Not only does this point to a larger budget deficit, it could also bring into question the country’s sovereign credit rating. The proposals on the table would put US government debt on course to exceed 100% of GDP in just a few years, placing the US economy in a precarious fiscal position.

Trump’s protectionist rhetoric about relationships with Mexico and China could also translate into friction with European countries.

South Korea and Japan will also have to step up defence spending, which Trump has threatened to reallocate. This could place stresses on foreign relations among old allies.

There is also potential for a reduction in tensions between the US and Russia under a Trump presidency, which could have some constructive geopolitical outcomes, including a possible ending of the civil war in Syria.

But the obvious negative effects cannot be overlooked.

Uncertainty surrounds existing trade agreements and it remains to be seen which direction Trump will take. Higher tariffs on international trade are a way the Trump government could afford some protection to the domestic economy, especially manufacturing. But this could be negative for global trade and world economic growth.

A move towards greater protectionism could also represent a specific risk for South Africa as a beneficiary of the African Growth and Opportunity Act (Agoa), which has seen the US become one of South Africa’s most important trade partners, comprising $13-billion last year alone. Agoa is believed to have created more than 50 000 South African jobs in the past 15 years in labour-intensive industries.

All of that said, in his victory speech Trump indicated that he would promote co-operation among nations: “While we will always put America’s interests first, we will deal fairly with everyone, all people and all other nations. We will seek common ground, not hostility; partnership, not conflict.”

This last point is perhaps the most critical of all. Borders that have been relatively open to immigrants have been a key factor in promoting US economic growth in modern times. In 1970, the US population comprised 9.6-million immigrants, or 4.7% of the population.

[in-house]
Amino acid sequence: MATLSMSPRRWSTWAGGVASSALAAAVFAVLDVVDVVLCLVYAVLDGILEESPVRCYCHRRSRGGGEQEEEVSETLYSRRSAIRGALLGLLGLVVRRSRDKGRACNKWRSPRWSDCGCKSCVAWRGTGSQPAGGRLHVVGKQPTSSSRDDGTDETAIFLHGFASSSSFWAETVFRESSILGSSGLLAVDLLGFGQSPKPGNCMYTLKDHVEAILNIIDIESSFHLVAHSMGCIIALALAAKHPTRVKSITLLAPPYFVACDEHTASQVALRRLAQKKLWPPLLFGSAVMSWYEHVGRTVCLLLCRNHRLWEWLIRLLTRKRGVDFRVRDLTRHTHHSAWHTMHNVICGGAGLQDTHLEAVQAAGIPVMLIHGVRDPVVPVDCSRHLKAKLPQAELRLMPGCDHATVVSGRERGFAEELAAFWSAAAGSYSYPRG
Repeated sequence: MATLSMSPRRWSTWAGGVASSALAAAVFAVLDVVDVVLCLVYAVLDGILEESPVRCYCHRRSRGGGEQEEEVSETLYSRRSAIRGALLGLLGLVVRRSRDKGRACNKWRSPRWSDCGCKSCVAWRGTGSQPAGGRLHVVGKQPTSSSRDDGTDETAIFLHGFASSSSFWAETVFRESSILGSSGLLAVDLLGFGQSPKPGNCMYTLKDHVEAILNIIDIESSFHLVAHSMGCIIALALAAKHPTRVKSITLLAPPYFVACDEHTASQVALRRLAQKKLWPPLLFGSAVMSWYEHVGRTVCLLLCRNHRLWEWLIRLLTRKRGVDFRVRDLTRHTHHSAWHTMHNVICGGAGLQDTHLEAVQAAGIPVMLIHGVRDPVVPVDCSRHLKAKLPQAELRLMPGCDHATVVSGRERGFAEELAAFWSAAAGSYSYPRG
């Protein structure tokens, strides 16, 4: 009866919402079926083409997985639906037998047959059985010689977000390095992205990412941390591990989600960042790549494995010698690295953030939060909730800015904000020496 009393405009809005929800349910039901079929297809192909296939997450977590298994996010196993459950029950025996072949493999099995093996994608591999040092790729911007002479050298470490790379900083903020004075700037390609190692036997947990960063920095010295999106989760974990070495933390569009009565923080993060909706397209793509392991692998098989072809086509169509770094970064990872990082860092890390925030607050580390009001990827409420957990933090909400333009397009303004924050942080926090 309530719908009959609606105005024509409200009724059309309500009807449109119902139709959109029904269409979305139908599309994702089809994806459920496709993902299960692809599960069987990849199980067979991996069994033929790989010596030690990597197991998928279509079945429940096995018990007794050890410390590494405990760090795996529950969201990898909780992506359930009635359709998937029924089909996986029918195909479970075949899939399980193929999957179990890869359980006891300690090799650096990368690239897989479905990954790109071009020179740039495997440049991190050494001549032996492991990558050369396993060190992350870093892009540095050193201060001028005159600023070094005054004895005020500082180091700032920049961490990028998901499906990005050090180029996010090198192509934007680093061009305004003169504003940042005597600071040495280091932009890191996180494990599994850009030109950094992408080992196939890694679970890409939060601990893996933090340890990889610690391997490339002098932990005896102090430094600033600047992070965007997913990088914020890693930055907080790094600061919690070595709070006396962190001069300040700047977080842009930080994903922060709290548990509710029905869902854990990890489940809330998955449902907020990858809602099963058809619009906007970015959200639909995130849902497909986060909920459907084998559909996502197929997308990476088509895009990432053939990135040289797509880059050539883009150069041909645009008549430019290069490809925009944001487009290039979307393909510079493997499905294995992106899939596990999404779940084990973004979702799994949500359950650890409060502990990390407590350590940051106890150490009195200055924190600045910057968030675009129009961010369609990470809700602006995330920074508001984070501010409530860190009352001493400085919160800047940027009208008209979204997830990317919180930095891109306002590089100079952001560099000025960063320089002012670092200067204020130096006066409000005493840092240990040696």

Today, the immigrant population stands at about 45-million people, or 13.3%. Based on the experiences of other countries, putting up walls and ejecting migrants would have a net negative effect on capital flows, skills migration, demographic dividend and job creation, all of which are associated with slower economic growth and falling competitiveness.

In considering market reaction to the shock Trump election, it might be helpful to recall what happened in the aftermath of the United Kingdom’s Brexit vote. After initially recoiling in horror, markets stabilised as the implications were digested.

But Trump has a mercurial nature and, even if a sense of calm returns, as it did after Brexit, there is a resident risk of Trump flare-ups creating greater political uncertainty.

His policies are likely to be marginally negative for the dollar. But the near-term outlook for equities is good as fiscal and monetary policies promoted under Trump will help US consumer spending, infrastructural spending and corporate profitability.

It is important not to lose sight of the fact that this could ultimately translate into higher productivity, improved competitiveness and faster economic growth, which could more than offset the concerns noted about unfunded fiscal spending.

This election result is a reminder that making investments should never be based on predictions, but rather that we should construct our investment portfolios to survive a world of uncertainty and, often, unknowability.

The events since November 8 underscore the permanent importance of a sound investment philosophy and policy, along with the pivotal roles of process, discipline and perspective in investment decision-making.

Dr Adrian Saville is the chief strategist of Citadel — Global Multistrategy Hedge Fund & Asset Management